Contrast with T&T
In contrast to Davis Langdon’s growth strategy funded predominantly by partner capital, Vince Clancy made public the long-standing intention of the business to grow through a stock market flotation with an Initial Public Offering (IPO) in 2008. This plan was shelved as a consequence of the global financial crisis and later abandoned in 2015, when the business converted to a limited liability partnership.
However, the structural processes involved in preparing for the IPO had no doubt brought listed business discipline and financial management to the fore and substantially strengthened its balance sheet. In T&T’s last set of LLP accounts (April 2020), the balance sheet held nearly £95m in cash. That contrasts with £11.36m (T&T Group Limited) in 2010.
In the context of CBRE acquiring 60% of the T&T business, we inevitably ask the same question - why?
As was the case with Davis Langdon, perhaps we will never truly know the reason for the deal. Tom Harrison, Clancy’s right-hand man for so long in the business as COO, retired in 2017 along with Tim Wray (chairman) and the last family member of the business, Nick Townsend. Clancy joined the business in 1989 as a graduate and has never left. With the highest paid member of the LLP taking nearly £2.5m in full financial year of 2020 through remuneration and profit share, clearly financial success is being enjoyed.
With the CBRE deal, the 60% share acquisition in Turner & Townsend Holdings Ltd will deliver $1.3bn or £960bn in capital windfall to the current 106 partners T&T. Congratulations therefore to the newly appointed 15 partners who joined in May 2021. Timing is everything. Likewise, former colleagues and fellow partners of Davis Langdon will also enjoy the proceeds of this sale.
Other firms are being challenged to come up with a proposition for clients in a market divided into specialist consultancies vs large-scale multi-service providers
With the average age of partners being 51 years old, the majority are in their 40s (49%) with 5.6% in their 30s. And 39.6% are in their 50s. Depending on the structure and the distribution of proceeds, with over 50% of the business being held by the under 50s, the incentive to remain within the business (assuming appropriate retention / non-compete clauses are in place) will be a key. Perhaps the future for the next generation is being secured with the remaining 40% shareholding being retained by the directors (valued at £67m, based on the CBRE purchase).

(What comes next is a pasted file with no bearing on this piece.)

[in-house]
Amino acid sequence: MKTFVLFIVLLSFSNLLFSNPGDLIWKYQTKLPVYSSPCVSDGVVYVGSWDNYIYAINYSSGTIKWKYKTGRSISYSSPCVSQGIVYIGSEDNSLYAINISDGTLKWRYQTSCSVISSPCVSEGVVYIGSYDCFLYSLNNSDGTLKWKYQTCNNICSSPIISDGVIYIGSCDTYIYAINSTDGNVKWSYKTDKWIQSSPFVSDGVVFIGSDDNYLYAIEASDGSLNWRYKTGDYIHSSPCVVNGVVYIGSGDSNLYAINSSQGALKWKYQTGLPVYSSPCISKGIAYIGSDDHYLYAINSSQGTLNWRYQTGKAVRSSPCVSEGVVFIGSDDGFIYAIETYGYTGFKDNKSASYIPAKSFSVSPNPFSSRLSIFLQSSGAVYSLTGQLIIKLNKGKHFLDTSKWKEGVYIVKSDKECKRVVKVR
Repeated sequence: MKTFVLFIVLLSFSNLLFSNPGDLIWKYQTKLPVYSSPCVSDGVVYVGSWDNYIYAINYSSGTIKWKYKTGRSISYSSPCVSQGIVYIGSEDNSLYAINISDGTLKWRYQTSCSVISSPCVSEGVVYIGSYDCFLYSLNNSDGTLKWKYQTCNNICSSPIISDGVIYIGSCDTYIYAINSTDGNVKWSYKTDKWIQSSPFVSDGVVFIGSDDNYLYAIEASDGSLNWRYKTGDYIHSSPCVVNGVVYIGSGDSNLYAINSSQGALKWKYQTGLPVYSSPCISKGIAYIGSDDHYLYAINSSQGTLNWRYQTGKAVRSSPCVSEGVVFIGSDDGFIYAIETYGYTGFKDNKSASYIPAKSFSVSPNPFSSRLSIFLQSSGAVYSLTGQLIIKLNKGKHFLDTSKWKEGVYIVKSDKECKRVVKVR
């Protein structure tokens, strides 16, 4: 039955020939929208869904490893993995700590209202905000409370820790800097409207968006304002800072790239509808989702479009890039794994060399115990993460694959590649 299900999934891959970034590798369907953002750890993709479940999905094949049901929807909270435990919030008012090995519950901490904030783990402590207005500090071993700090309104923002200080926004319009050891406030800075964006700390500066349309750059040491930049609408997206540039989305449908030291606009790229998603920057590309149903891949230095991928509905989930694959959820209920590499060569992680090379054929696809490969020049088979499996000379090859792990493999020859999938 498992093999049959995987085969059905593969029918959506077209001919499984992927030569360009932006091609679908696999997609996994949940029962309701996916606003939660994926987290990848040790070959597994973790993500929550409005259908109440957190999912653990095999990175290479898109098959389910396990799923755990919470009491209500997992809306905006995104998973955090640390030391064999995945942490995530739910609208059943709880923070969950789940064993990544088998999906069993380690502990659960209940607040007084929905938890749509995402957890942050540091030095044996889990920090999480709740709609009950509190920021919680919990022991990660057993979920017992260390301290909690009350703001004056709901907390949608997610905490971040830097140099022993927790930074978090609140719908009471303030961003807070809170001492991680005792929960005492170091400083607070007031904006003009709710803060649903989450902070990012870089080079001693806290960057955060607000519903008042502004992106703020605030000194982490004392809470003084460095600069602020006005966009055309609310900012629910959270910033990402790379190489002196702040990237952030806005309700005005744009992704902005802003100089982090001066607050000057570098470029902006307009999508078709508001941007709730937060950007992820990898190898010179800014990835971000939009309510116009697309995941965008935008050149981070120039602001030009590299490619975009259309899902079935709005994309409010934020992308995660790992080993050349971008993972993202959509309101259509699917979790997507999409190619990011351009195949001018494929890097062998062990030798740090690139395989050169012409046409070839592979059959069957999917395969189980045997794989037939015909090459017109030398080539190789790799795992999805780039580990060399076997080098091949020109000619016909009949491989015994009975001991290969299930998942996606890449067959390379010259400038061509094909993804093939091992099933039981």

Aecom acquired component parts of the Davis Langdon business for $324m in October 2010. Net proceeds from the sale were distributed in cash (82%) and Aecom common stock (18%).
Akin to financial performance caveats, past performance is no indicator of the future. CBRE’s purchase of a controlling stake in T&T is not the same as Aecom’s complete acquisition of Davis Landon. However, each case study (EC Harris into Arcadis, Faithful & Gould into Atkins into SNC-Lavalin, Currie & Brown into DAR Group, Franklin and Andrews into Mott MacDonald) presents a response to the demand of thinking big and achieving growth.
Is CBRE’s deal deja vu or indeed something that we have not seen? Other professional services firms in the sector are being challenged to come up with a proposition for clients in a market divided into specialist consultancies vs large-scale multi-service providers. As we were warned on that winter morning in early 2009, you don’t want to be left in the chasm between the two.
Fundamentally, clarity of the ownership model within the business model, alignment with the purpose and intention of the business and adherence to the core values of a business will ensure that the beliefs, thinking, habits and behaviours in a firm are congruent. When these fragment, the key people in the equation - employees and clients - can see straight through the rhetoric and vote with their feet.
T&T’s declared key performance indicators are net revenue and operating profit. Staff utilisation, income and cost per head, debtor days and level of income secured against budget form addition performance metrics. We will find out in due course whether another era of mergers and acquisitions is the best route for our industry, its clients and the delivery and operation of built assets.
Erland Rendall spent 16 years at Davis Langdon before setting up his own consultancy Atorus in 2012